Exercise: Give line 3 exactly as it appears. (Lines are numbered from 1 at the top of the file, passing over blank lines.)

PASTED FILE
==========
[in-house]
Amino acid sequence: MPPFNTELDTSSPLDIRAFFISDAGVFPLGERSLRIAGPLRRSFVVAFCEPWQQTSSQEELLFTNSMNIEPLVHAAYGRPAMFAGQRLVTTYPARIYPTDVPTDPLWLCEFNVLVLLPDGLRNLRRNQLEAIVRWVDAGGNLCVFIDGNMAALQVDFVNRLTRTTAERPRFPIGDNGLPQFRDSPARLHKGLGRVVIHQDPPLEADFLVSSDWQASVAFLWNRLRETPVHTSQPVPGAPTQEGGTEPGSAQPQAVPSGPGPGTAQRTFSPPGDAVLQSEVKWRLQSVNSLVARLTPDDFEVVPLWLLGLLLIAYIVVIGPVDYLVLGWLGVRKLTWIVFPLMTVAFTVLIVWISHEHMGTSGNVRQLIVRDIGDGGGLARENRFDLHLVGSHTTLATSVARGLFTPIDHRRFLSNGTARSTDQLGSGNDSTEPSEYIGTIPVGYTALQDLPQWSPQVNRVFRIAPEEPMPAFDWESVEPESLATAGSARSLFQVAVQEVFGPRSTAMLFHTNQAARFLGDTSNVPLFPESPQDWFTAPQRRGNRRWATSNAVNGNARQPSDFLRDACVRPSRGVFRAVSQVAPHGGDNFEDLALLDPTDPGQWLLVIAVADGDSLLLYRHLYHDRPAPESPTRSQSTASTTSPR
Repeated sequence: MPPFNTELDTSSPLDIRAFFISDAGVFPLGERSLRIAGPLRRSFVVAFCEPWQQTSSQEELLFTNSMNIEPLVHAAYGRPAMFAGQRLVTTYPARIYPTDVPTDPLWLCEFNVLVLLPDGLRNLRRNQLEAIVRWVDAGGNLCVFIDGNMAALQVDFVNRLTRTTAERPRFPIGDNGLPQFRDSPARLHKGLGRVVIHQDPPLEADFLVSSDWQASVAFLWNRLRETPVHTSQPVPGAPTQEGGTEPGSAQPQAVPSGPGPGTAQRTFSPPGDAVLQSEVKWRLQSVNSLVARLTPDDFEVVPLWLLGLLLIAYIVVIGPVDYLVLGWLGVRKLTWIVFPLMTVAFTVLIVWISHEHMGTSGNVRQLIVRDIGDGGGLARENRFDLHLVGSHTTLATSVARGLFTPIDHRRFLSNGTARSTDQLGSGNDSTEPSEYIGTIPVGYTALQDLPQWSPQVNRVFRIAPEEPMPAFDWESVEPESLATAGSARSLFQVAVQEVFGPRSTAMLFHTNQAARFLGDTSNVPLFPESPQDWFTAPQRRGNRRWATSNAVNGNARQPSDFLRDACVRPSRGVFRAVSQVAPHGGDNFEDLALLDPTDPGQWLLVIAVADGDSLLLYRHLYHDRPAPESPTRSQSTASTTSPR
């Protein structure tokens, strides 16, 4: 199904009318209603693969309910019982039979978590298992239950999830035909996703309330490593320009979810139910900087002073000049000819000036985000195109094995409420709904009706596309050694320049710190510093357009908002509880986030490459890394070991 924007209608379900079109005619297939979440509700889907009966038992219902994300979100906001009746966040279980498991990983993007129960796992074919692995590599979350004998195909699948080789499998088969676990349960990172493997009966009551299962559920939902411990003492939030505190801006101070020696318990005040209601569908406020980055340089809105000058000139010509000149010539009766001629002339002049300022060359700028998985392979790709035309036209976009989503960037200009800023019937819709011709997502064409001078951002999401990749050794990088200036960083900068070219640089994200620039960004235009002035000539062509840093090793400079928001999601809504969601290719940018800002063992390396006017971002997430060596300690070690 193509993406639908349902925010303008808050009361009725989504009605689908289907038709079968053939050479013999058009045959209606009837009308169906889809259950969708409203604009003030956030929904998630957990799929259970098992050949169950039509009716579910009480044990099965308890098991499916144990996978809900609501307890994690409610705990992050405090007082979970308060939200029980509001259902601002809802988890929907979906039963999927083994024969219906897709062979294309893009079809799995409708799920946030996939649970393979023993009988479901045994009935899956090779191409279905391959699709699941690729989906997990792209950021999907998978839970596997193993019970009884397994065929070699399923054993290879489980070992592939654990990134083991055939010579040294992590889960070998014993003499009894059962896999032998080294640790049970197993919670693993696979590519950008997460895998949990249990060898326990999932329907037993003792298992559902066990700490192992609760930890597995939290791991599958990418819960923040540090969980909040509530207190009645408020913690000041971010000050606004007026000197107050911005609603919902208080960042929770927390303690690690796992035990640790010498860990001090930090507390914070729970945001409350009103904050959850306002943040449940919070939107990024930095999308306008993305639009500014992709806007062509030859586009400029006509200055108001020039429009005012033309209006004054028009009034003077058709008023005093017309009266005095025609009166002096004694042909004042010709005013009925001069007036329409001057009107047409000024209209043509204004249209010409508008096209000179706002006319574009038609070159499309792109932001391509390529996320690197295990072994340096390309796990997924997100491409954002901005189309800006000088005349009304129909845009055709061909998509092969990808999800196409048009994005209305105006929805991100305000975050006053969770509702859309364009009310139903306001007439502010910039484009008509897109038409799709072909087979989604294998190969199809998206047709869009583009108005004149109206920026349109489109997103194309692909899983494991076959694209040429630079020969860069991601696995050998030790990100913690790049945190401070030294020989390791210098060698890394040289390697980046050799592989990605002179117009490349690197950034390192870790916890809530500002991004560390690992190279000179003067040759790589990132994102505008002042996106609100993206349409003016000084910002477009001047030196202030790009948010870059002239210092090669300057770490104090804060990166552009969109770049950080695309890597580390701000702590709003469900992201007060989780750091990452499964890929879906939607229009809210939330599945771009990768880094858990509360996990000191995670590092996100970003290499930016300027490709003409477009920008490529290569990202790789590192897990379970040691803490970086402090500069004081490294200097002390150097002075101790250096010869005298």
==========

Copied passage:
Repeated sequence: MPPFNTELDTSSPLDIRAFFISDAGVFPLGERSLRIAGPLRRSFVVAFCEPWQQTSSQEELLFTNSMNIEPLVHAAYGRPAMFAGQRLVTTYPARIYPTDVPTDPLWLCEFNVLVLLPDGLRNLRRNQLEAIVRWVDAGGNLCVFIDGNMAALQVDFVNRLTRTTAERPRFPIGDNGLPQFRDSPARLHKGLGRVVIHQDPPLEADFLVSSDWQASVAFLWNRLRETPVHTSQPVPGAPTQEGGTEPGSAQPQAVPSGPGPGTAQRTFSPPGDAVLQSEVKWRLQSVNSLVARLTPDDFEVVPLWLLGLLLIAYIVVIGPVDYLVLGWLGVRKLTWIVFPLMTVAFTVLIVWISHEHMGTSGNVRQLIVRDIGDGGGLARENRFDLHLVGSHTTLATSVARGLFTPIDHRRFLSNGTARSTDQLGSGNDSTEPSEYIGTIPVGYTALQDLPQWSPQVNRVFRIAPEEPMPAFDWESVEPESLATAGSARSLFQVAVQEVFGPRSTAMLFHTNQAARFLGDTSNVPLFPESPQDWFTAPQRRGNRRWATSNAVNGNARQPSDFLRDACVRPSRGVFRAVSQVAPHGGDNFEDLALLDPTDPGQWLLVIAVADGDSLLLYRHLYHDRPAPESPTRSQSTASTTSPR